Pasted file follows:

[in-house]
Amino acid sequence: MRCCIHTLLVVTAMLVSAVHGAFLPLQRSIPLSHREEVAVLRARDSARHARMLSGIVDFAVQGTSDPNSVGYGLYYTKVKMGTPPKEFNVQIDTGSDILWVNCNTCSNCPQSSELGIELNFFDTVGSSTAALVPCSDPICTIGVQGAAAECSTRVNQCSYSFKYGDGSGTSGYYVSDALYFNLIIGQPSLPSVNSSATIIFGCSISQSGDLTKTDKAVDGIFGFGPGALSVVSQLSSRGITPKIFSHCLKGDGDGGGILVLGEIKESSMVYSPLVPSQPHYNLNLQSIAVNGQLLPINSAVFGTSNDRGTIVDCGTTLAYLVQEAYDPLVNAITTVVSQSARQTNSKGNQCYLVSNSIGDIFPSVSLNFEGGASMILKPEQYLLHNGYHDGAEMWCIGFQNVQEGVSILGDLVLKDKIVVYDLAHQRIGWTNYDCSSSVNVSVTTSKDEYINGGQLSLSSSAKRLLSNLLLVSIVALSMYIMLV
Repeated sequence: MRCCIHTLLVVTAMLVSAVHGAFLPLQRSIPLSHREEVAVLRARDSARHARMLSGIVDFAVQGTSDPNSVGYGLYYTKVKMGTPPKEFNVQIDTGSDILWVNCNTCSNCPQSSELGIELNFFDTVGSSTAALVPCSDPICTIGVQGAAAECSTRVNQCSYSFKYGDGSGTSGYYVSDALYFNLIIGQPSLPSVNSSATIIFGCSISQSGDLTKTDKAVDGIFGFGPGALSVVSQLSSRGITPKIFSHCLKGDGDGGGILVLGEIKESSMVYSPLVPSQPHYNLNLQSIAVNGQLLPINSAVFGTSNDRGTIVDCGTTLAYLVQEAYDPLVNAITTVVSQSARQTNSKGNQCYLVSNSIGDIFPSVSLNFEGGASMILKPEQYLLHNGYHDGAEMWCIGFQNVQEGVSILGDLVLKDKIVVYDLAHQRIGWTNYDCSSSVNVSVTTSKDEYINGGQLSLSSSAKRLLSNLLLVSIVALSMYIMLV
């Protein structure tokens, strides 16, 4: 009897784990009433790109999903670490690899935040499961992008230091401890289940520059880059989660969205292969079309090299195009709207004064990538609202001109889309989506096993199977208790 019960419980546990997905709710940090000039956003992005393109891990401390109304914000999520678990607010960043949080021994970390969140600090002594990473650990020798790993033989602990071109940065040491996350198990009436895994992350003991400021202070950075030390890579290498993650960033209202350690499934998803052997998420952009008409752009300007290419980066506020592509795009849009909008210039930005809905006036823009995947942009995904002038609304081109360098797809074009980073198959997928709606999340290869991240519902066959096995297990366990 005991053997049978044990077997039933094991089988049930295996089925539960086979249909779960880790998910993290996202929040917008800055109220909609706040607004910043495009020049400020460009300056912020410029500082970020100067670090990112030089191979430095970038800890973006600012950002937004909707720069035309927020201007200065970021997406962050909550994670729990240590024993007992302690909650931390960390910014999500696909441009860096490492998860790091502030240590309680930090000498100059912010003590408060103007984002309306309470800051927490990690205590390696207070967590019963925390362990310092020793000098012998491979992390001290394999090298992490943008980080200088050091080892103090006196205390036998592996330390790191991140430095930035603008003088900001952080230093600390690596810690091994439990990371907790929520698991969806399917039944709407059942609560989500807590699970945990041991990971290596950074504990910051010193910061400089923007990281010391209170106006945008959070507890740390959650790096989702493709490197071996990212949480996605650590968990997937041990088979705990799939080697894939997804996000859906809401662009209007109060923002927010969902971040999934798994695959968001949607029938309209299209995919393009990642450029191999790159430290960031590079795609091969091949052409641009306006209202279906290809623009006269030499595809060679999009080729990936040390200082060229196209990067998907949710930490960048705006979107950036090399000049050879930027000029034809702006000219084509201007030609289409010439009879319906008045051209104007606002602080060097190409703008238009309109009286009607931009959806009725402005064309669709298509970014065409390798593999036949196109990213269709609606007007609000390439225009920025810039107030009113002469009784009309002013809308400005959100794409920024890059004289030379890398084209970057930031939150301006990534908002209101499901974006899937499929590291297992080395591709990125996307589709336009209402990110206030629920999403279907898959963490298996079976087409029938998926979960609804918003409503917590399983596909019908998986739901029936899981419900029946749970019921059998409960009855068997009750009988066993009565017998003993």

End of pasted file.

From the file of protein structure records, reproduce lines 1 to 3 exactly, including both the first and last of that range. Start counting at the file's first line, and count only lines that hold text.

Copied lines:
[in-house]
Amino acid sequence: MRCCIHTLLVVTAMLVSAVHGAFLPLQRSIPLSHREEVAVLRARDSARHARMLSGIVDFAVQGTSDPNSVGYGLYYTKVKMGTPPKEFNVQIDTGSDILWVNCNTCSNCPQSSELGIELNFFDTVGSSTAALVPCSDPICTIGVQGAAAECSTRVNQCSYSFKYGDGSGTSGYYVSDALYFNLIIGQPSLPSVNSSATIIFGCSISQSGDLTKTDKAVDGIFGFGPGALSVVSQLSSRGITPKIFSHCLKGDGDGGGILVLGEIKESSMVYSPLVPSQPHYNLNLQSIAVNGQLLPINSAVFGTSNDRGTIVDCGTTLAYLVQEAYDPLVNAITTVVSQSARQTNSKGNQCYLVSNSIGDIFPSVSLNFEGGASMILKPEQYLLHNGYHDGAEMWCIGFQNVQEGVSILGDLVLKDKIVVYDLAHQRIGWTNYDCSSSVNVSVTTSKDEYINGGQLSLSSSAKRLLSNLLLVSIVALSMYIMLV
Repeated sequence: MRCCIHTLLVVTAMLVSAVHGAFLPLQRSIPLSHREEVAVLRARDSARHARMLSGIVDFAVQGTSDPNSVGYGLYYTKVKMGTPPKEFNVQIDTGSDILWVNCNTCSNCPQSSELGIELNFFDTVGSSTAALVPCSDPICTIGVQGAAAECSTRVNQCSYSFKYGDGSGTSGYYVSDALYFNLIIGQPSLPSVNSSATIIFGCSISQSGDLTKTDKAVDGIFGFGPGALSVVSQLSSRGITPKIFSHCLKGDGDGGGILVLGEIKESSMVYSPLVPSQPHYNLNLQSIAVNGQLLPINSAVFGTSNDRGTIVDCGTTLAYLVQEAYDPLVNAITTVVSQSARQTNSKGNQCYLVSNSIGDIFPSVSLNFEGGASMILKPEQYLLHNGYHDGAEMWCIGFQNVQEGVSILGDLVLKDKIVVYDLAHQRIGWTNYDCSSSVNVSVTTSKDEYINGGQLSLSSSAKRLLSNLLLVSIVALSMYIMLV